Marissa Skudlarek provides a snake-a-licious dessert course to yesterday’s Harry Potter smorgasbord.
In yesterday’s blog post, Ashley Cowan provided an introduction to the traits of the four Hogwarts houses, and then we Sorted seven of our favorite playwrights. But what about the Big Guy, the man we celebrate every April but especially this April (because as of April 23, the world has been bereft of him for four hundred years), the playwright whose works haunt and taunt every other English-language writer, Mr. William Shakespeare? What Hogwarts house does he belong in?
Ashley’s and my Sorting of playwrights was inspired by this piece in The Toast about Sorting 19th-century British novelists. In the comment section of that piece, someone suggested that Shakespeare was a “Ravenclaw who hung out with Hufflepuffs for inspiration,” which I kind of love, because it makes him sound like a real-life version of his character Prince Hal: a reserved, cerebral type who was often found in the company of earthier, jollier folks.
But upon further reflection, isn’t Prince Hal a Slytherin who hangs out with Hufflepuffs at the pub? (Hal isn’t intellectual enough to be a Ravenclaw, and his “Herein will I imitate the sun” soliloquy is pure Slytherin cunning.) And – strange as it sounds at first – mightn’t Shakespeare be a Slytherin, too?
Don’t be shocked. J.K. Rowling’s novels certainly paint Slytherins in a very sinister light, but it seems kind of illogical for one-quarter of all British wizards to be assigned to a house that represents pure evil. Therefore, many Harry Potter fans take a revisionist line on Slytherin. According to the Sorting Hat, Slytherins are “power-hungry” and “ambitious,” but those qualities need not always be yoked to amorality or corruption. Voldemort is the most famous Slytherin, but not all Slytherins are Voldemort. What Slytherins have in common is ambition, drive, resourcefulness, flexibility, and the cunning (if not necessarily the poison) associated with their mascot, the serpent.
For proof that you can be a Slytherin and still a good guy, as well as a talented and word-drunk playwright, take a look at Lin-Manuel Miranda. Miranda’s public persona is upbeat, nerdy, earnest, and amiable – pretty much as far from Voldemort as you can get. But he is incredibly driven and accomplished (note the inspirational meme that says “Remember, you have just as many hours in the day as Lin-Manuel Miranda”) and he identifies as a Slytherin.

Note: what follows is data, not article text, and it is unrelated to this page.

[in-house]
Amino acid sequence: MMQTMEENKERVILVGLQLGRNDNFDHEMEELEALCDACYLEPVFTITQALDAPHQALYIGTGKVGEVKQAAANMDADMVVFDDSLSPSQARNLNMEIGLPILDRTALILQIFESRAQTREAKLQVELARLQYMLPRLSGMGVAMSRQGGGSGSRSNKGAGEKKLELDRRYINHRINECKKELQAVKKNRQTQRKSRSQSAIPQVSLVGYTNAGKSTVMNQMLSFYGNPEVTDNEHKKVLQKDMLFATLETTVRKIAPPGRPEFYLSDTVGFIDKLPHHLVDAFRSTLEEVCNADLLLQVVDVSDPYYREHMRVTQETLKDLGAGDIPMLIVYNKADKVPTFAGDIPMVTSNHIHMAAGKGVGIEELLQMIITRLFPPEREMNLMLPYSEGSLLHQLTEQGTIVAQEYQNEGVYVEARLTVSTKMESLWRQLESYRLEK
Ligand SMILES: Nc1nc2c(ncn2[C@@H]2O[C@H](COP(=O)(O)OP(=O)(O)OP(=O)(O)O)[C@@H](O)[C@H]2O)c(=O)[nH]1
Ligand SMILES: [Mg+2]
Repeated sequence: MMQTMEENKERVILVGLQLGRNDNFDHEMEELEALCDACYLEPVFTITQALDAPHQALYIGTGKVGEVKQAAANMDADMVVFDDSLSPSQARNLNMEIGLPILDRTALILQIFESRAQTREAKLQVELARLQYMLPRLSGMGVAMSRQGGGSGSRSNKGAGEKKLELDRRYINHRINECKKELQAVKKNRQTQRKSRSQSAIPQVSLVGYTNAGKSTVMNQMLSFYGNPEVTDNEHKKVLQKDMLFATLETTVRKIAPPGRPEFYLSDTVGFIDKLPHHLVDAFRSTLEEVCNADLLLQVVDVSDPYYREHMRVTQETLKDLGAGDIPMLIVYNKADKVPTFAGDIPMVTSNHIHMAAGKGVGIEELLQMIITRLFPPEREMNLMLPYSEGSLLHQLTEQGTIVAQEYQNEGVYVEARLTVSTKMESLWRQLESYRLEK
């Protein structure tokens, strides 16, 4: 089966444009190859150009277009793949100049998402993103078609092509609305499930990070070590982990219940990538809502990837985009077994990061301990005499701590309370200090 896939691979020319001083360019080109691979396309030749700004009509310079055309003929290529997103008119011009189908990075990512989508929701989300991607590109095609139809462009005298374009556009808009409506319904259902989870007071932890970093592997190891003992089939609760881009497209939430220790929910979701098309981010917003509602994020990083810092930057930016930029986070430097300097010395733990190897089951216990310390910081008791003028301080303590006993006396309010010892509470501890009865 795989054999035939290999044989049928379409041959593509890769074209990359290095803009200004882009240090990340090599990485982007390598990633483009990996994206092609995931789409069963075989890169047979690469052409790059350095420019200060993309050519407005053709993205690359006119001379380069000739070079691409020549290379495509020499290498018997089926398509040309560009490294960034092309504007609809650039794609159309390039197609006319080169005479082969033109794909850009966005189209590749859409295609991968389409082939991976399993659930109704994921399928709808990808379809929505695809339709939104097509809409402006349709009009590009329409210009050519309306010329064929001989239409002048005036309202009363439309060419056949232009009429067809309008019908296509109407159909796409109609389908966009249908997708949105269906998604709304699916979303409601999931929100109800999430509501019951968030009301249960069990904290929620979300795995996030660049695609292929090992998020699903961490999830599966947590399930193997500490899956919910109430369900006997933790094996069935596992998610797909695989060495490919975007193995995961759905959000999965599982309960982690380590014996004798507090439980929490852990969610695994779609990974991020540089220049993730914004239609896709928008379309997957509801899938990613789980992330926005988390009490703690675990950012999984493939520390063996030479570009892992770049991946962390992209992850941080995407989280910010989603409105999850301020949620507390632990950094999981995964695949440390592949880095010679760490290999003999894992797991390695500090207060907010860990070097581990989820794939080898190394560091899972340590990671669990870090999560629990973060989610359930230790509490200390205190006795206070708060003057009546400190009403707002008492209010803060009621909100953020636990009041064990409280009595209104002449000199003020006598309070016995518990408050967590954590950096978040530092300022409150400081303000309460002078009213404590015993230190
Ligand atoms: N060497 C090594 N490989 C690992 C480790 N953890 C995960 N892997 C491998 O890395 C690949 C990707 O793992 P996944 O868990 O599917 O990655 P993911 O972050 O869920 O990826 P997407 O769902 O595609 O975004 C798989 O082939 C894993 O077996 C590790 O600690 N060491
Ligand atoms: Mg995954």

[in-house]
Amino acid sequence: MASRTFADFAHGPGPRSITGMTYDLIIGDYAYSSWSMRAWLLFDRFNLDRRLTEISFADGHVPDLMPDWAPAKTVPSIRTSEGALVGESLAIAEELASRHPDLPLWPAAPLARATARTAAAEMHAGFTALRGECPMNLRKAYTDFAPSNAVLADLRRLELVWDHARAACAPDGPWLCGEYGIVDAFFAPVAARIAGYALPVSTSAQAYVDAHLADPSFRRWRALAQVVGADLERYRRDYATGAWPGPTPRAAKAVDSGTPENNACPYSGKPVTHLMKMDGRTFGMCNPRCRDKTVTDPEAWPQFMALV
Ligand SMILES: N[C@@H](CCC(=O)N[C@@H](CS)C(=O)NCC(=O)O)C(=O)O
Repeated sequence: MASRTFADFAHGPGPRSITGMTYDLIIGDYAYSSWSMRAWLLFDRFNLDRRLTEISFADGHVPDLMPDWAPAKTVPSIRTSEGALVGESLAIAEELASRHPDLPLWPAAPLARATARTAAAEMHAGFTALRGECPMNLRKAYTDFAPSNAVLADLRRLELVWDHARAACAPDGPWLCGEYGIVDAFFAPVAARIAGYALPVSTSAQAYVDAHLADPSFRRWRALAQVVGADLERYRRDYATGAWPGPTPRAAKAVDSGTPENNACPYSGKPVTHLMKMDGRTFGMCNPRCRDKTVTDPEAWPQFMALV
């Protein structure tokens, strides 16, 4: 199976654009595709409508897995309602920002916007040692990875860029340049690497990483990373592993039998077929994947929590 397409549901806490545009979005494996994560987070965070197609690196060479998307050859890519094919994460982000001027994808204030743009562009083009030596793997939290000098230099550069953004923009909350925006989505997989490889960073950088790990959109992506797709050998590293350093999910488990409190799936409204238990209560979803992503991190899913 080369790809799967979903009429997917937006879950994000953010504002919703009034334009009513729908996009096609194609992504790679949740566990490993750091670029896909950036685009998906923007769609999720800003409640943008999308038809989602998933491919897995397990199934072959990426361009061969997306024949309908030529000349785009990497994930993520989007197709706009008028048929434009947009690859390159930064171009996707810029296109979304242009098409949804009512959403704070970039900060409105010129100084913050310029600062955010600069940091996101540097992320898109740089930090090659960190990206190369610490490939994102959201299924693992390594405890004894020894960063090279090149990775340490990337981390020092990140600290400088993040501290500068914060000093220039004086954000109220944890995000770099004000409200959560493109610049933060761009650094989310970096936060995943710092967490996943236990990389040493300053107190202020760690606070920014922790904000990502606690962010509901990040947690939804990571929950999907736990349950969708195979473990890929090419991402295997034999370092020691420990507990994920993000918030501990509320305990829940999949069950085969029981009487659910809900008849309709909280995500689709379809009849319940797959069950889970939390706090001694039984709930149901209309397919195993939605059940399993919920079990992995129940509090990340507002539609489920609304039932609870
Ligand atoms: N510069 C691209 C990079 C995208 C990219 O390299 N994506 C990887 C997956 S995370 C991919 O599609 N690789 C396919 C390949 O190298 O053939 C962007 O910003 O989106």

So, why do I think Shakespeare was a Snake? First, his plays deliver a fantastic rogue’s gallery of Slytherin villains and anti-heroes: Richard III, Prince Hal, Iago, Shylock, Edmund, Macbeth and his Lady. Indeed, Macbeth is basically a treatise on What It’s Like To Be Slytherin. These are incredibly memorable characters that created the template for the self-delighted, crafty, manipulative villains that we still see in movies and TV today. Shakespeare also enjoys playing with the audience’s sympathies, sometimes making us cheer these characters’ wicked deeds: the more evil Richard is, the more we love him. I think that any kind of playwright can write a Slytherin villain, but it takes a Slytherin playwright to make us like or sympathize with that villain.
Even many of Shakespeare’s non-villainous protagonists show the Slytherin traits of cunning, resourcefulness, and a willingness to bide their time till their plans come to fruition. Rosalind, in As You Like It, dressing up as a boy in order to train the man she loves to treat her better? Slytherin. All of Portia’s actions in The Merchant of Venice – mocking her suitors, waiting till the very last moment to save Antonio from the knife, and all that manipulative business with Bassanio’s ring in Act V? Totally Slytherin. And, while it may seem folly to sort as complex a character as Hamlet into a Hogwarts house, his feigning of madness in order to quietly pursue his goals is a very Slytherin move.
Shakespeare understood the dark side of human nature, even if he did not fall prey to it himself. He was an unusually empathetic Slytherin, to be sure, but a Slytherin nonetheless.
Shakespeare didn’t just write Slytherin characters well and frequently. Though much of his life is a mystery, what little we do know is consistent with a Slytherin Sorting. He was an ambitious writer and a shrewd businessman. He went from being a provincial nobody to being a leading shareholder in the king’s own company of players. His plays flattered the monarch and nobility; he enjoyed thinking about power, and he enjoyed being close to power. He clearly valued knowledge, but I think he valued it in a Slytherin way, as a means to the end of writing good plays, rather than valuing knowledge for its own sake, as a Ravenclaw does. It is notoriously difficult to discern Shakespeare’s own personality or political views from reading his plays; he was slippery, like a snake. And, at the end of his life, he had “Cursed be he that moves my bones” chiseled on his tomb, and isn’t that a Slytherin epitaph?
It’s also interesting to contemplate the Slytherin strain in Shakespeare fandom: I am of course speaking of the Oxfordians, who assert that Shakespeare’s plays must have been written by a nobleman rather than a glovemaker’s son from Stratford. In Harry Potter, the Slytherins are the only House obsessed with “blood purity” and aristocracy, and the Oxfordians seem to have a similar obsession.
Shakespeare died on April 23, 1616, St. George’s Day, and popular tradition says that he was born on St. George’s Day as well. George, who according to legend slew a dragon or serpent, is the patron saint of England; and England, like Gryffindor, is represented by a red lion. Meanwhile, Shakespeare is almost a secular patron saint of England, but make no mistake: he was no lion. He was the serpent.
Marissa Skudlarek is a San Francisco-based playwright, arts writer, and Ravenclaw. For more: marissabidilla.blogspot.com or @MarissaSkud on Twitter.